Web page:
(Ed. Note: As the Stanley Cup Playoffs continue, we're bound to lose some friends along the journey. We've asked for these losers, gone but not forgotten, to be eulogized by the people who knew the teams best: The bloggers and fans who hate them the most. Well, usually. Our original Islanders eulogizer had to drop out, so the caustic and wonderful Dan Saraceni of Lighthouse Hockey, an Islanders blog, stepped up with a self-loathing remembrance of the team. Enjoy!)
By Dan Saraceni of Lighthouse Hockey
The 2014-15 New York Islanders died as they mostly lived: flat on their asses.
The Islanders’ not-unexpected death at the hands of the Washington Capitals on Monday allows us to reflect upon their most defining characteristics, namely their steadfast refusal to accomplish anything of consequence and their eternal ability embarrass themselves on a national stage.
In their final act against the Caps, the Islanders mustered just 11 shots on goal, or less shots than a Liberal Arts major at Hofstra does before their first class of the day. They also scored exactly zero power play goals in the series, a feat so stupefying in its brazen incompetence that it could be an Adam Sandler movie.
But that pathetic performance in the biggest game the franchise has seen in two decades was a blessing to us all. The Islanders gave us a special gift - the ability to continue to use them as a convenient punchline and as the shorthand for every irrelevant, second-class non-team in North America.
Had they won the series, or at least finished by putting up a fight, all of those jokes about elephantine contracts, sumo goalies, historically awful trades, wasted draft picks, terrible jersey choices and back-up goalie GMs would have been rendered useless. Instead, thankfully, the Islanders are gone and immediately forgotten and we all can all go back to our normal routine for at least another year with a new shameful episode to add to the list.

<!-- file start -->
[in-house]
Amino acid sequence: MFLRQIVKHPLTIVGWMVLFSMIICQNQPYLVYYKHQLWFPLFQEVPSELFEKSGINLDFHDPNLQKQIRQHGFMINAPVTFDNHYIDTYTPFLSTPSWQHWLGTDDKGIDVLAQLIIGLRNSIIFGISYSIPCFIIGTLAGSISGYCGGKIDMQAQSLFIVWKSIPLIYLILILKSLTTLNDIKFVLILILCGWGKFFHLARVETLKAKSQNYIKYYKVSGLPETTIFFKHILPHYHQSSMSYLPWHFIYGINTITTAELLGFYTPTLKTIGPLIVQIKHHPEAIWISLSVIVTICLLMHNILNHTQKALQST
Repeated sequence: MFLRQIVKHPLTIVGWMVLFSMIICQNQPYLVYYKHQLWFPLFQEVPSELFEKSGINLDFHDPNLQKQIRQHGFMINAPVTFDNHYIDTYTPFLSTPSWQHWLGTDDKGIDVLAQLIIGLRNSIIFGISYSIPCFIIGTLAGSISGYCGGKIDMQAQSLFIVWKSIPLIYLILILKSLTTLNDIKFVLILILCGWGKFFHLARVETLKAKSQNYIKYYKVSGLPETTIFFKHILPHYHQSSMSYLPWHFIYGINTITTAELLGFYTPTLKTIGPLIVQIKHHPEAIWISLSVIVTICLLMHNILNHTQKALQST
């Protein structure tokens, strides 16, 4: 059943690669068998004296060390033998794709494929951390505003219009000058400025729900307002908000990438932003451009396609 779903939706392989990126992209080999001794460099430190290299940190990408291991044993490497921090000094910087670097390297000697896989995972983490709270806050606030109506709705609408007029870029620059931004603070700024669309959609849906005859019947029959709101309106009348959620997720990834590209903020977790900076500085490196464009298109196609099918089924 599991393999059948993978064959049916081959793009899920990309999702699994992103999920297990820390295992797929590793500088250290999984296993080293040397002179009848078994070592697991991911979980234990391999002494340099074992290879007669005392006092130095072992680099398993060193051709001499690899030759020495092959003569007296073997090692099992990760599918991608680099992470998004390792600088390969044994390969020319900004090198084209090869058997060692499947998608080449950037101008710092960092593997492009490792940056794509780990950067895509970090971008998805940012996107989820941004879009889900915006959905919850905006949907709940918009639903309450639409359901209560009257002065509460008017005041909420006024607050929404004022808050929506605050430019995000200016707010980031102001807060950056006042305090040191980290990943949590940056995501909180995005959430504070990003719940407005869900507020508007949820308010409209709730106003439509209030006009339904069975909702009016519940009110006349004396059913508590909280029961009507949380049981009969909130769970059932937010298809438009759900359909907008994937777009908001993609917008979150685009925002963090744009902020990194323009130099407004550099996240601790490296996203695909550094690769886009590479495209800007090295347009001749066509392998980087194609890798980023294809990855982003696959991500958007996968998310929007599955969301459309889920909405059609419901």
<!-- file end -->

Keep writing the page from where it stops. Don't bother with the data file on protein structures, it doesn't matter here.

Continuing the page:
The Isles lived fast, spending most of the first half of the season at or near the top of the Eastern Conference, and died young, falling in a mere seven games to a Washington team with a postseason history as worthless as the lawmakers that won’t be caught dead at their games. It was sad to see a team so fresh-faced cut down before they reached the age to drive themselves to the second round. Whether the Islanders left a beautiful corpse (in the form of a bright future), is the only hope left for their fans who once again have to hope that a brutal season-ending loss is a “learning experience” and not an “annual experience.”
They have always been a team of the people, often taking down-and-out transients off the streets, bringing them home, cleaning them up, and giving them a hot meal and an honest day’s work. That’s how the Islanders found current head coach Jack Capuano, who was swabbing fish guts off a charter boat in Moriches Bay Marina when he was given a Dry Erase board and a couple of suits from the Salvation Army before being installed behind the bench. The players love “Cappy” the way they love a distant uncle that has a history of drunken bar fights and quitting dead end jobs but always has the best stories and knows how to score free floor seats to Aerosmith concerts.